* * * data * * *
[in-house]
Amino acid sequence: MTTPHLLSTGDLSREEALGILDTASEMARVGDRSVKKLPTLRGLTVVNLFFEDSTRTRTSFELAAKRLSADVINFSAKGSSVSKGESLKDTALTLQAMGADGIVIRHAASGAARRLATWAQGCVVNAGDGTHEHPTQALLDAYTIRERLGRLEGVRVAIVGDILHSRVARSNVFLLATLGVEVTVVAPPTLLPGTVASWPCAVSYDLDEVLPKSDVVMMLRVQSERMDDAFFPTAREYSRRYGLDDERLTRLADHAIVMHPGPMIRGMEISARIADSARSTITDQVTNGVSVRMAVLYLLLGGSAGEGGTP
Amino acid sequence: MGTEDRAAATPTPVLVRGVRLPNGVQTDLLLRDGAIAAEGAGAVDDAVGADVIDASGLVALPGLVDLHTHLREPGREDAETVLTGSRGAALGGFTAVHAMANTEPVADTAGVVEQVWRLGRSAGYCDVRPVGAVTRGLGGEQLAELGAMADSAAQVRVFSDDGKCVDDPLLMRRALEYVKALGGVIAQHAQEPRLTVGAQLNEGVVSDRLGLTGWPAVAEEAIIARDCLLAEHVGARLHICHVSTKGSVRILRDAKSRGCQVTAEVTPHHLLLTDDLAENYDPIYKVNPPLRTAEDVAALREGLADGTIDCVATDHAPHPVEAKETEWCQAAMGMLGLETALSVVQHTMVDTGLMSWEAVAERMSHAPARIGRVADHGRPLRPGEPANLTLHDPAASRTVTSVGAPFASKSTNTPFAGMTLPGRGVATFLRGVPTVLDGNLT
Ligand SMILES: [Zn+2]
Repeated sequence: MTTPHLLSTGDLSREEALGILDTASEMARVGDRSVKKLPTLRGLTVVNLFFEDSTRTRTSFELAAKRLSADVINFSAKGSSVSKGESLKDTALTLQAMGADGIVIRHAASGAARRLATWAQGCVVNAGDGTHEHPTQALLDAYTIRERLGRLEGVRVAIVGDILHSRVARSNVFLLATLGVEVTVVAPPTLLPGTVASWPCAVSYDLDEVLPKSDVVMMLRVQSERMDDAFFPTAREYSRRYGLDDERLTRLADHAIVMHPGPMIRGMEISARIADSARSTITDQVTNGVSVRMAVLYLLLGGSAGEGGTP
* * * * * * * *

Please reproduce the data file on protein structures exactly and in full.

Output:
[in-house]
Amino acid sequence: MTTPHLLSTGDLSREEALGILDTASEMARVGDRSVKKLPTLRGLTVVNLFFEDSTRTRTSFELAAKRLSADVINFSAKGSSVSKGESLKDTALTLQAMGADGIVIRHAASGAARRLATWAQGCVVNAGDGTHEHPTQALLDAYTIRERLGRLEGVRVAIVGDILHSRVARSNVFLLATLGVEVTVVAPPTLLPGTVASWPCAVSYDLDEVLPKSDVVMMLRVQSERMDDAFFPTAREYSRRYGLDDERLTRLADHAIVMHPGPMIRGMEISARIADSARSTITDQVTNGVSVRMAVLYLLLGGSAGEGGTP
Amino acid sequence: MGTEDRAAATPTPVLVRGVRLPNGVQTDLLLRDGAIAAEGAGAVDDAVGADVIDASGLVALPGLVDLHTHLREPGREDAETVLTGSRGAALGGFTAVHAMANTEPVADTAGVVEQVWRLGRSAGYCDVRPVGAVTRGLGGEQLAELGAMADSAAQVRVFSDDGKCVDDPLLMRRALEYVKALGGVIAQHAQEPRLTVGAQLNEGVVSDRLGLTGWPAVAEEAIIARDCLLAEHVGARLHICHVSTKGSVRILRDAKSRGCQVTAEVTPHHLLLTDDLAENYDPIYKVNPPLRTAEDVAALREGLADGTIDCVATDHAPHPVEAKETEWCQAAMGMLGLETALSVVQHTMVDTGLMSWEAVAERMSHAPARIGRVADHGRPLRPGEPANLTLHDPAASRTVTSVGAPFASKSTNTPFAGMTLPGRGVATFLRGVPTVLDGNLT
Ligand SMILES: [Zn+2]
Repeated sequence: MTTPHLLSTGDLSREEALGILDTASEMARVGDRSVKKLPTLRGLTVVNLFFEDSTRTRTSFELAAKRLSADVINFSAKGSSVSKGESLKDTALTLQAMGADGIVIRHAASGAARRLATWAQGCVVNAGDGTHEHPTQALLDAYTIRERLGRLEGVRVAIVGDILHSRVARSNVFLLATLGVEVTVVAPPTLLPGTVASWPCAVSYDLDEVLPKSDVVMMLRVQSERMDDAFFPTAREYSRRYGLDDERLTRLADHAIVMHPGPMIRGMEISARIADSARSTITDQVTNGVSVRMAVLYLLLGGSAGEGGTP